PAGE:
Tsilhqot’in CJ-English mix: A historian’s view
This is some valuable thinking from a colleague of mine.
(Image credit: Government of Canada)
I want to re-share a note sent by history professor John Sutton Lutz to our old CHINOOK listserv in 2007:
I am really interested in the language of communication in the Chilcotin too and this is my hypothesis:
The jargon is for most of BC a fur trade and language of work introduced from the Columbia River and then flowing north with white settlement. The Tsilhqot’in (Chilcotin) pretty much drove the Hudson’s Bay Co out of their territory in the 1840s, and the Fort journals there speak of having Baptiste, an interpreter, which I presume means he could speak their Athabaskan language.
When Chartres Brew went into the Chilcotin area during the Chilcotin War he found that on the western edges anyway no one spoke CJ and as you have noted Livingstone Farrand made the same complaint in 1900 when he tried to do anthropology.
White settlement was late in the Chilcotin and I think that the introduction of CJ was late too. Formal education was also late get into the Chilcotin, few went to the residential school at Williams Lake and local schools were not established until the 1940s. As a result English did not become a second language to the Tsilqhot’in until later than elsewhere so CJ stayed the medium of communication longer than most places. Does that fit?
Here is more fuel for your theorizing from the central Chilcotin:
*Geological Survey of Canada, June, 1925*
When we got back to camp I was delighted to find that Henry Alexis and his wife had arrived with 14 horses, 12 rented to the survey … Henry had killed a deer along the way and about the first thing he said to me was “Me saddlem horse, me see’em mowich, me shootem, me kipem, heap fine” … Henry liked to talk and told us many useful things in his mixture of broken English, local Indian and Chinook.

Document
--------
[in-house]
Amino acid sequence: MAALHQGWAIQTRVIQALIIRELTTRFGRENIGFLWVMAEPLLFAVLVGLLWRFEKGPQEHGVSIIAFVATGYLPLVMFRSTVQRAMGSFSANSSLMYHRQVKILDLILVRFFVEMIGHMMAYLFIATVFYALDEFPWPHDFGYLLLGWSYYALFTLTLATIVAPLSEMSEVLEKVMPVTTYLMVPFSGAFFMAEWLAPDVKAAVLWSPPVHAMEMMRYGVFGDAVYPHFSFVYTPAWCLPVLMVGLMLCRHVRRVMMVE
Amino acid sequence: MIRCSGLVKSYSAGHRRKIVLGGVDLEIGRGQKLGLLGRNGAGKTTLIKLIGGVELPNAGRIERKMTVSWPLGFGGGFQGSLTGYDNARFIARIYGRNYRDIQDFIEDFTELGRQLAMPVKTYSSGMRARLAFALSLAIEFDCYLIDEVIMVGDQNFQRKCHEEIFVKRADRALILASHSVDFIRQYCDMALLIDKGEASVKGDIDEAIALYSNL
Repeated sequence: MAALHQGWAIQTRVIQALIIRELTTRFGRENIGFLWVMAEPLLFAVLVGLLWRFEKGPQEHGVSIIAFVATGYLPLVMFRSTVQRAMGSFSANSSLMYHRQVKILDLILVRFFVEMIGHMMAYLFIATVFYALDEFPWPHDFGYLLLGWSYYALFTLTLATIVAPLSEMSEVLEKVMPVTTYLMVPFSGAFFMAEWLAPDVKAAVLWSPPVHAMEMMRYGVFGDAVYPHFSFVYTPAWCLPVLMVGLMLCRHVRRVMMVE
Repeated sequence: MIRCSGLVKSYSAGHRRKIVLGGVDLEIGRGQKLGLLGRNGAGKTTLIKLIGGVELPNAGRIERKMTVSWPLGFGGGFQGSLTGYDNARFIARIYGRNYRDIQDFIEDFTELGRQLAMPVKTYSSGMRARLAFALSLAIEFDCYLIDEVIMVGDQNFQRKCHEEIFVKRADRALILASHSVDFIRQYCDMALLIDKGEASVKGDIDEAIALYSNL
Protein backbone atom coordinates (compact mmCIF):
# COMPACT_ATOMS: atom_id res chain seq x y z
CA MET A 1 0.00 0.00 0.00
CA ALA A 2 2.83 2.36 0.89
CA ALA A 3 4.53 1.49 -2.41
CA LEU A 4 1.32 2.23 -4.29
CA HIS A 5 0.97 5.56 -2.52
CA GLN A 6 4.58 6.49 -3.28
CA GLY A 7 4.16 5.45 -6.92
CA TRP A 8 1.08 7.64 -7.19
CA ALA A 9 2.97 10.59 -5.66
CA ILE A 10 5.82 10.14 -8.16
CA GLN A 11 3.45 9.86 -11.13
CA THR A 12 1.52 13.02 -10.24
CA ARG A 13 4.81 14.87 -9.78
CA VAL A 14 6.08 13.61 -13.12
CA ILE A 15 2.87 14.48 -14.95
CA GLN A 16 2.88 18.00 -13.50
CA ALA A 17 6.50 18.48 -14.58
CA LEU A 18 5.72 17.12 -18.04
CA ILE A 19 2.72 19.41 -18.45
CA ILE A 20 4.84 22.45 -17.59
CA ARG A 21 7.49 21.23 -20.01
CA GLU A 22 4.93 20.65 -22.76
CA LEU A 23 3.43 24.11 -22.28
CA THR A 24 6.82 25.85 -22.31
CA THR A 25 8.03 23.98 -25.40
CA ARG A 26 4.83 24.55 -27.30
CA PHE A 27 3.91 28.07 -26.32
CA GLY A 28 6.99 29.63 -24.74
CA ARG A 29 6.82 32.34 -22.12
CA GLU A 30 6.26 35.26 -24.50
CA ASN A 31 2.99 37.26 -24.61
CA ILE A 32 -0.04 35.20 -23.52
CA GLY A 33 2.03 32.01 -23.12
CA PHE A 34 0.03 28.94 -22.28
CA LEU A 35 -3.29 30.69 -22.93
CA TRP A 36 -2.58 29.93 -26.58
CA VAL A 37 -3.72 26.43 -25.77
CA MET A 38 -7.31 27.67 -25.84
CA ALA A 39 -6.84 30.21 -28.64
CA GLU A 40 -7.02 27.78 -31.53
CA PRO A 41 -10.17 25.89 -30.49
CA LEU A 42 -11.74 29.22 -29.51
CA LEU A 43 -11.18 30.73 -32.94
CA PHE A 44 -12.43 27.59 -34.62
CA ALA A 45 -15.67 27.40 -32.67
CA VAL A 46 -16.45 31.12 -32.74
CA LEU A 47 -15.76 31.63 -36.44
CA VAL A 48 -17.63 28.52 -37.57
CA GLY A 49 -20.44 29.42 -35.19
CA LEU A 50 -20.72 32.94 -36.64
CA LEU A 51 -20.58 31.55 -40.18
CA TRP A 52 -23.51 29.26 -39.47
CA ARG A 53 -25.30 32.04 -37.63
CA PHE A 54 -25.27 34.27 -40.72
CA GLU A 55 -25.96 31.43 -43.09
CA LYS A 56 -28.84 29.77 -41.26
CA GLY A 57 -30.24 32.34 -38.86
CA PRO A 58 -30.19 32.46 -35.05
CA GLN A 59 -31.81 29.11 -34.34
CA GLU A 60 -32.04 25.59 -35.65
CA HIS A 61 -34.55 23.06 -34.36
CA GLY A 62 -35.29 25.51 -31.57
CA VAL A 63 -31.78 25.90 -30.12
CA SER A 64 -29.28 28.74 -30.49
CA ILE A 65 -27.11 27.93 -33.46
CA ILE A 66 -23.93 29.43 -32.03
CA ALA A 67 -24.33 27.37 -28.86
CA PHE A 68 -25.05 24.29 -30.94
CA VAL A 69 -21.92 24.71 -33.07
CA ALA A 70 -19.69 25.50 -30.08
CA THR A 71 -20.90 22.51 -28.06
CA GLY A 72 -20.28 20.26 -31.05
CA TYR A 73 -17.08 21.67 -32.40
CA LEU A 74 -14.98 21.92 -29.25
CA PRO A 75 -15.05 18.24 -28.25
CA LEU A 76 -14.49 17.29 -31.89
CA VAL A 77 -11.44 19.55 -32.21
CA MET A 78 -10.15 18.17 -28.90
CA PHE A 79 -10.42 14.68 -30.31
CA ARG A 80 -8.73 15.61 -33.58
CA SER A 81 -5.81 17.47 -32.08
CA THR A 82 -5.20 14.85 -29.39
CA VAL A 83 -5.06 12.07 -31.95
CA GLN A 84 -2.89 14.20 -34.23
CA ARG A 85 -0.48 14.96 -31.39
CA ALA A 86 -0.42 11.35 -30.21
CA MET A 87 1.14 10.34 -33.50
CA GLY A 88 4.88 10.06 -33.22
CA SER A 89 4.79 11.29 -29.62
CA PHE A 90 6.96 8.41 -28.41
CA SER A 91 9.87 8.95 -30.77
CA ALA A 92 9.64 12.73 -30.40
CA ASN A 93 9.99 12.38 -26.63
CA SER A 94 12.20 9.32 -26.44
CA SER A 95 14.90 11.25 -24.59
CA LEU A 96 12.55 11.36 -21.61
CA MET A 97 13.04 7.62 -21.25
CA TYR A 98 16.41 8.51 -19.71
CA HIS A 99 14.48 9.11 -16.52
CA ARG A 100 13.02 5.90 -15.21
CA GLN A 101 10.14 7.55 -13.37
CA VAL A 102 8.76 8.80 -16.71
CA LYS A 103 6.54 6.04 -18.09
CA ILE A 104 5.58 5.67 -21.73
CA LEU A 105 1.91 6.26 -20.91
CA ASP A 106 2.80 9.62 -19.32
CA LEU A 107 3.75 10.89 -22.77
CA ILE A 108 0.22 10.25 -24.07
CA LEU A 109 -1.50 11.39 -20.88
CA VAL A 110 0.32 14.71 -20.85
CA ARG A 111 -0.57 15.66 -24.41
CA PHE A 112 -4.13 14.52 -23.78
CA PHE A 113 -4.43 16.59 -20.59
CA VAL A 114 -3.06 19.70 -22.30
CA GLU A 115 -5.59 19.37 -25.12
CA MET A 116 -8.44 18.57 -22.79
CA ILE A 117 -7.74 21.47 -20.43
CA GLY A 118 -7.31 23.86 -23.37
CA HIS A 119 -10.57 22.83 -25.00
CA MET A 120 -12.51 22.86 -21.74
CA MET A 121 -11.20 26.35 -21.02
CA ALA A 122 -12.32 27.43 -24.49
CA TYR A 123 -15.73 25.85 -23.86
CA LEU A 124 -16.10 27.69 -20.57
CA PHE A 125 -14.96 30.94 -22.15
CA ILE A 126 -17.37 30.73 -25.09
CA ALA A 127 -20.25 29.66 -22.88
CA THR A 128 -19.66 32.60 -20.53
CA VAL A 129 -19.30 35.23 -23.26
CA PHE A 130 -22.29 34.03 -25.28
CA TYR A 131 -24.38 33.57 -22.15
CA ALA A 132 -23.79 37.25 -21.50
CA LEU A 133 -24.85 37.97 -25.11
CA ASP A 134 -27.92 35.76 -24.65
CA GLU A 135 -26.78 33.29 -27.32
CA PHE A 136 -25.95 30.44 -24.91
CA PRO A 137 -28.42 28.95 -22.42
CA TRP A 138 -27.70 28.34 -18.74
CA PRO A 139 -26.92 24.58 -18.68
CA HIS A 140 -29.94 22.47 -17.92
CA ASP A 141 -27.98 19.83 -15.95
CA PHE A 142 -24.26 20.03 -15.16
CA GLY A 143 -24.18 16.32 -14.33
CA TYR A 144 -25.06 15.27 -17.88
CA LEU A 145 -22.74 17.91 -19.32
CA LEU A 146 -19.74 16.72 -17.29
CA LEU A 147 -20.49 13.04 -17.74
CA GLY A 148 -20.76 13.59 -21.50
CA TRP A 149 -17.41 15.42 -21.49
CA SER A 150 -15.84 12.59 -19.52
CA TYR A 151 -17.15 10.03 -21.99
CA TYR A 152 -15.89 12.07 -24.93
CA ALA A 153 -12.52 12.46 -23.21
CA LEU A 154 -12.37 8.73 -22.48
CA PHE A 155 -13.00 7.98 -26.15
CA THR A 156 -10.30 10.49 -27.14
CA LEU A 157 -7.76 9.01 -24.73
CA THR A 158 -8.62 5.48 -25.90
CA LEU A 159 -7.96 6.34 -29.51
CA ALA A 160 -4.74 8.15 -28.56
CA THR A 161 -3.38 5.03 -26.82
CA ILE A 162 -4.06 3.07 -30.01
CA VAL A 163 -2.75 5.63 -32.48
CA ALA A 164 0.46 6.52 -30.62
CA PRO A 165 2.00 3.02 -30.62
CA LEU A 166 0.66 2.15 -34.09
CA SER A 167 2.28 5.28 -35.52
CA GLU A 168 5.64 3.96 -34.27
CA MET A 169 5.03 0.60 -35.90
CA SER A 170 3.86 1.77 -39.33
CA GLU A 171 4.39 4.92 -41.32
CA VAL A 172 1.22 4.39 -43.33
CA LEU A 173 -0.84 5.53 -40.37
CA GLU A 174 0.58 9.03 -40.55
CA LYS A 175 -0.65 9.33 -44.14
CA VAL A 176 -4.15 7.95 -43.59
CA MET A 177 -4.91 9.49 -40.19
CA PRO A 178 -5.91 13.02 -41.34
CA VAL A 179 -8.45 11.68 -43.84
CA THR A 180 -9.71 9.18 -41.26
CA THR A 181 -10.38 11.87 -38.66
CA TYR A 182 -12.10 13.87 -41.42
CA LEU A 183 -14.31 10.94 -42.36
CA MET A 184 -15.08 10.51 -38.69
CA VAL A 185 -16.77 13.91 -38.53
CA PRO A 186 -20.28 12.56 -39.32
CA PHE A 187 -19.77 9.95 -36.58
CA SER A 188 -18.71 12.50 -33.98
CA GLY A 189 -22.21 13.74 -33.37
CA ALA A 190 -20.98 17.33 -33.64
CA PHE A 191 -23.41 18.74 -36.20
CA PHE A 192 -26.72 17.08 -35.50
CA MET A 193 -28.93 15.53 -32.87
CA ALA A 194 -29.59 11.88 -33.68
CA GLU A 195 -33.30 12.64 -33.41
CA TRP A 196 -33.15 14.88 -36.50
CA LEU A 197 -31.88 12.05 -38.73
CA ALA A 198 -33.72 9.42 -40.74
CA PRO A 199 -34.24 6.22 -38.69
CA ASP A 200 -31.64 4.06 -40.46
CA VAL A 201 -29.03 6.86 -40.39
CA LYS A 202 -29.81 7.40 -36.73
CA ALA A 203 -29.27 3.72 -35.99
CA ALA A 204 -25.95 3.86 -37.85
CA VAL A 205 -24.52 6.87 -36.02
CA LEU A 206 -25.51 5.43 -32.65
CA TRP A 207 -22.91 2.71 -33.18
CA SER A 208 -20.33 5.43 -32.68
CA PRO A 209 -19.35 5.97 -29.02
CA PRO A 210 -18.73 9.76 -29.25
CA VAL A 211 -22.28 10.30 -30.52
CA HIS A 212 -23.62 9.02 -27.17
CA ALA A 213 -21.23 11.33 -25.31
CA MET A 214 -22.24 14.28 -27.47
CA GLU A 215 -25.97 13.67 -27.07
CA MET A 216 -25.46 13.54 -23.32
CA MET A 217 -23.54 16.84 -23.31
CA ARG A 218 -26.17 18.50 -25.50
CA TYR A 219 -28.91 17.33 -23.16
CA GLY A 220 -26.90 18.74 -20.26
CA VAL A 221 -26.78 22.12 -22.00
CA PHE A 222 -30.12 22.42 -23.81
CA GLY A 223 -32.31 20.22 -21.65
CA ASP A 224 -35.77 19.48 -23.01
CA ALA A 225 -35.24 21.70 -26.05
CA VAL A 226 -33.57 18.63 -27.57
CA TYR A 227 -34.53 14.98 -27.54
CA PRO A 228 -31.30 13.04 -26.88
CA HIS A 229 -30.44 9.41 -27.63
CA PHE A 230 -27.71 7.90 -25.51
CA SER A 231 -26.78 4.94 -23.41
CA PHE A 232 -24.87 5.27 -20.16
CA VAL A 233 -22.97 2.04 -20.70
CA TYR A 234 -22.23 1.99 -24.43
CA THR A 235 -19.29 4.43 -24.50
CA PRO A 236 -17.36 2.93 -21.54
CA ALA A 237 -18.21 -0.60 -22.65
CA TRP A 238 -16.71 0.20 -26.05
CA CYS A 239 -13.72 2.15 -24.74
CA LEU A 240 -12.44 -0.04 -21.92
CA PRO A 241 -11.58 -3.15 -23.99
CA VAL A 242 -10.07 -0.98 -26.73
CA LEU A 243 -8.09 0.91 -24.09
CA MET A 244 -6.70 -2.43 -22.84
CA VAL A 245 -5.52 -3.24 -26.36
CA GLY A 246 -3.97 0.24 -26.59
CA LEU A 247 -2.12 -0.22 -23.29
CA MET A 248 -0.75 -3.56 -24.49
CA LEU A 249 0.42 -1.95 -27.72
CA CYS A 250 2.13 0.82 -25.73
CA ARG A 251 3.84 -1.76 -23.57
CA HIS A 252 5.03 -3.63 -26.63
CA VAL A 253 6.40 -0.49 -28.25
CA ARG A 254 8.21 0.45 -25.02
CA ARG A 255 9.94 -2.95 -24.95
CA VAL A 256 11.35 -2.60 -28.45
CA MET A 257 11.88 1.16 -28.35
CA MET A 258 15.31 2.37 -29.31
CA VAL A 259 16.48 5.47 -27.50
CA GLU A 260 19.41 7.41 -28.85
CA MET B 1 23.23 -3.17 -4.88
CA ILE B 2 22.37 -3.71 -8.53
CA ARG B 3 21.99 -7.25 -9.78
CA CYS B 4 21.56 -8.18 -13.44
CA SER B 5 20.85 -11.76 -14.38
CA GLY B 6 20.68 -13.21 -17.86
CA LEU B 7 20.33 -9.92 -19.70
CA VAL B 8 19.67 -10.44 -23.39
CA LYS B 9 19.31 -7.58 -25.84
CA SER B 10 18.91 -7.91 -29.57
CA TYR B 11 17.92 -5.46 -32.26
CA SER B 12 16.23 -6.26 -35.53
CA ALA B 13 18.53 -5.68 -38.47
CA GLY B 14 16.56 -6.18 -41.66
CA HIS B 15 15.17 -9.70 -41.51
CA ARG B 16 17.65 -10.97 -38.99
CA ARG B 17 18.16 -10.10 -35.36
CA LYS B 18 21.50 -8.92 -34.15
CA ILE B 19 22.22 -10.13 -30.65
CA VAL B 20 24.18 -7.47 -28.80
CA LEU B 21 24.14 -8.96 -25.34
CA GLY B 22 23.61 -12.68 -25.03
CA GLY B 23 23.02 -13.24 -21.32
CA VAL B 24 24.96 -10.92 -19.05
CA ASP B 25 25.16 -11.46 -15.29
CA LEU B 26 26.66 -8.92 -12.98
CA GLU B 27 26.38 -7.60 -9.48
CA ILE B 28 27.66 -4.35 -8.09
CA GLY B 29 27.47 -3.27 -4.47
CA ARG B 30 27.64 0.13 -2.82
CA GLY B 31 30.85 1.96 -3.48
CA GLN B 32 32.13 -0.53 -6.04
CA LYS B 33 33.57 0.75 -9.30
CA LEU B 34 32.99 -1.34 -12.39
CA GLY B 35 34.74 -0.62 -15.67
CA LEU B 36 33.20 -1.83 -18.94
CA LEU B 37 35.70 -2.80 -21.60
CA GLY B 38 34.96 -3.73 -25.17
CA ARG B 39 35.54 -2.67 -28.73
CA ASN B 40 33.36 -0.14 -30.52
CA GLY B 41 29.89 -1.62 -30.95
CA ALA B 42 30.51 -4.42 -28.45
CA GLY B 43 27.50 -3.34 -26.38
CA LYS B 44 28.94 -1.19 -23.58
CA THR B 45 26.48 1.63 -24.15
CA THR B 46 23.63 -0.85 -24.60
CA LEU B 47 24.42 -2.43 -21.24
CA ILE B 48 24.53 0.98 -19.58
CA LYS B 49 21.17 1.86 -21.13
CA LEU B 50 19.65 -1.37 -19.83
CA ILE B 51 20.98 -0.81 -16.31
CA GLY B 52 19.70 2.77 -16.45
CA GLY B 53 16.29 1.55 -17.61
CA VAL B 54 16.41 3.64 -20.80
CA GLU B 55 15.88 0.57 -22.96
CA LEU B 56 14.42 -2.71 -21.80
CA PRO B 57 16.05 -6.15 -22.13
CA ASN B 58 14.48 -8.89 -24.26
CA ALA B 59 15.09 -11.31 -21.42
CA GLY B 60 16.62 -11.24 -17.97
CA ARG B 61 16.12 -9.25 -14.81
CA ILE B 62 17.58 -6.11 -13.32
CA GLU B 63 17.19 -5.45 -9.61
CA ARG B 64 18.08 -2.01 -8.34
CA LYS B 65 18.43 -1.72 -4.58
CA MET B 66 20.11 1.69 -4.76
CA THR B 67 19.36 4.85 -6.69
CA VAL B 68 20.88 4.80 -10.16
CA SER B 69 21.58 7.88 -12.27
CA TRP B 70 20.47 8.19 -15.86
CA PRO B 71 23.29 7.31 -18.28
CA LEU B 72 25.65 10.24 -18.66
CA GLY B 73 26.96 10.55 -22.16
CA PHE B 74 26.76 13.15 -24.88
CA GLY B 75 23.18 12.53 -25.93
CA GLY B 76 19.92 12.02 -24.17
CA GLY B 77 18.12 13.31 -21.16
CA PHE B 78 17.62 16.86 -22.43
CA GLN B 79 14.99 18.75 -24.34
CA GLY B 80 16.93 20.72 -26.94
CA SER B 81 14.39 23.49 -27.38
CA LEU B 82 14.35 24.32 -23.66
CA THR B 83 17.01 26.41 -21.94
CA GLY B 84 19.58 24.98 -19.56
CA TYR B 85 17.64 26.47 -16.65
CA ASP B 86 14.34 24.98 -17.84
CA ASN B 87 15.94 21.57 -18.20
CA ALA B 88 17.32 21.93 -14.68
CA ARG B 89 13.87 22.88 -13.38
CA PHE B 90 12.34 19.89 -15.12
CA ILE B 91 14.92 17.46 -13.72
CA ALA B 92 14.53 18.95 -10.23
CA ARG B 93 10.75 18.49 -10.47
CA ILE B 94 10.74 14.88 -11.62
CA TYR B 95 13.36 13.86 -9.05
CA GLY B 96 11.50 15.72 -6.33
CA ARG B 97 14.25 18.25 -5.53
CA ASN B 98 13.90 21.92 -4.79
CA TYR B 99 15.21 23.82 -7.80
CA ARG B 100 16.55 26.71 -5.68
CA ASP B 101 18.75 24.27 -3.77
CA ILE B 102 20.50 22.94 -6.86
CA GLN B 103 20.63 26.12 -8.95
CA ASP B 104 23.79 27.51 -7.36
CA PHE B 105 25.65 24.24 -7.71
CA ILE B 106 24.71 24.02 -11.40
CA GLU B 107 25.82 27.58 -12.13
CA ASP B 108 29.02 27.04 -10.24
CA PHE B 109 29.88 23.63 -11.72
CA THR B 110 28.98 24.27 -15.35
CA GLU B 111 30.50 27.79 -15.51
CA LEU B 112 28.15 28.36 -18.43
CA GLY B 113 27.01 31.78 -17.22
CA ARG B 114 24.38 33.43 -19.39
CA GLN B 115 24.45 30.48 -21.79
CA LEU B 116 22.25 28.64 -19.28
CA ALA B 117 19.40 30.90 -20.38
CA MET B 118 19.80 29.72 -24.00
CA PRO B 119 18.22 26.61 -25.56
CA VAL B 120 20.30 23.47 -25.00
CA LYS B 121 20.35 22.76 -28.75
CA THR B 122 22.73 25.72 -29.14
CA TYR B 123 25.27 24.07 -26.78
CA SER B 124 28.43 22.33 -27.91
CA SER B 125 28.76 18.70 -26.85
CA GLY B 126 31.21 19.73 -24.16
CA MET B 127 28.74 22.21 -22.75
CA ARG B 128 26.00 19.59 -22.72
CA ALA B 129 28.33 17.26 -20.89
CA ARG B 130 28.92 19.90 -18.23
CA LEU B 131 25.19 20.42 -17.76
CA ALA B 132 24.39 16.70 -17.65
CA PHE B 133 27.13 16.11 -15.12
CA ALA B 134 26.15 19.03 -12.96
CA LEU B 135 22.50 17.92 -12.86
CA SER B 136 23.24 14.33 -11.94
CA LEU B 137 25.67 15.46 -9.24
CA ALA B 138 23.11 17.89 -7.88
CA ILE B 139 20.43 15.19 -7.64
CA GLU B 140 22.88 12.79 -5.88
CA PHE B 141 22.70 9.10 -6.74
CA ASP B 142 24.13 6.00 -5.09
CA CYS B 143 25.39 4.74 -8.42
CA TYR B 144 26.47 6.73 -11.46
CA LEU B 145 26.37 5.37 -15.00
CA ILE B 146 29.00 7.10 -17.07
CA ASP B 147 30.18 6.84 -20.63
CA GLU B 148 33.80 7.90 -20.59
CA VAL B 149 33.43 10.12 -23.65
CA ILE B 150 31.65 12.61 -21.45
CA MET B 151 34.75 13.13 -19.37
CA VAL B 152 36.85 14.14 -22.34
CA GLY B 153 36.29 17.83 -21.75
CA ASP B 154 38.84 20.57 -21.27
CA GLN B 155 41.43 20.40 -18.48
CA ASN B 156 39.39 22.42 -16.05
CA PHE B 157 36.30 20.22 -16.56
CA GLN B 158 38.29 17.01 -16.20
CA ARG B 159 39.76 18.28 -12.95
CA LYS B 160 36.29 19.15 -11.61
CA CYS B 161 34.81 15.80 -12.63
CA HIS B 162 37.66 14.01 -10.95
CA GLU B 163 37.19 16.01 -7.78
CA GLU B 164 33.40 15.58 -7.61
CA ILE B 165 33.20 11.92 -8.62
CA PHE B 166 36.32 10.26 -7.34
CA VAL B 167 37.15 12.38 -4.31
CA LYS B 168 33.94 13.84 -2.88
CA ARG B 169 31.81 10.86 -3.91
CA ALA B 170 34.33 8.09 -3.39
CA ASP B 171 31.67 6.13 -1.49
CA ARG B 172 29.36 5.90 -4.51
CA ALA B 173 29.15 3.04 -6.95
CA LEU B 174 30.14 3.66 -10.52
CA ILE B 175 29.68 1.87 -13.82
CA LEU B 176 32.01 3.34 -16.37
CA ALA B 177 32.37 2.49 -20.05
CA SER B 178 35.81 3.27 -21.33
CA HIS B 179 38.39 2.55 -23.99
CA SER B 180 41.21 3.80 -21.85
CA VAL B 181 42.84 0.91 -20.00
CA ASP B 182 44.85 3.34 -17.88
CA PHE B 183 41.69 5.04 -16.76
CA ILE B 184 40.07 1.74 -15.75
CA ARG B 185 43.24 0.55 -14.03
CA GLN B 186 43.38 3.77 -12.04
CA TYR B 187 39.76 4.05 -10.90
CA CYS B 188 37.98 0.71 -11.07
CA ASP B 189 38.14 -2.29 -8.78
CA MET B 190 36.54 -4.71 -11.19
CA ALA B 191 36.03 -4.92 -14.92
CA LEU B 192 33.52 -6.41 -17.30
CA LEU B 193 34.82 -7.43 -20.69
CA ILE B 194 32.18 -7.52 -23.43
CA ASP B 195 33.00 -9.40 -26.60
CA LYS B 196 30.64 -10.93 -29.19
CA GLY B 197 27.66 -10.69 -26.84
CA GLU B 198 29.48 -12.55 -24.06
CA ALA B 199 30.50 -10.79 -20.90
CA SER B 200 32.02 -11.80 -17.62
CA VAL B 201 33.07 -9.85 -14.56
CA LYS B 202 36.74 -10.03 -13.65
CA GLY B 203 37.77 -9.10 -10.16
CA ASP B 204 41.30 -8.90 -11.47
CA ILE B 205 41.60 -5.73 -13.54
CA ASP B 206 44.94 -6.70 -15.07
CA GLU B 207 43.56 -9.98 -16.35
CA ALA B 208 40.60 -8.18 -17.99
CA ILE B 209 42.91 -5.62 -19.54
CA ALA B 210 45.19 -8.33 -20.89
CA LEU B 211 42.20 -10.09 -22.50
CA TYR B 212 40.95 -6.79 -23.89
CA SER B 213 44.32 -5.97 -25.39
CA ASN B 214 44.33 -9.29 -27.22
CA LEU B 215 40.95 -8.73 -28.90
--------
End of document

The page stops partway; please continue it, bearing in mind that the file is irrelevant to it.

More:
Hugh Bostock, “Pack Horse Tracks,” Geological Survey of Canada, Open File, 650, 19
In the 15 years since John’s comment, I’ve found nothing but confirmation of what he sees. Chinuk Wawa came late, and piecemeal, to the Tsilhqút’ín country of central British Columbia.
The one linguistic element that John and I didn’t yet see clearly at the time is that Métis French, too, was known by some people in that area in fur-trade times.
I’m not aware of there having been much intermarriage between Tsilhqút’ín and non-Native people in that era, which would have increased MFr usage.
But, as we also find in Chinuk Wawa’s history, those select individuals who directly interacted with the Hudsons Bay Company staff necessarily used “French of the Mountains” first and foremost.
The interpreter Baptiste who’s mentioned above may be the one I’ve written about here previously, and he spoke Dene language(s) and MFr.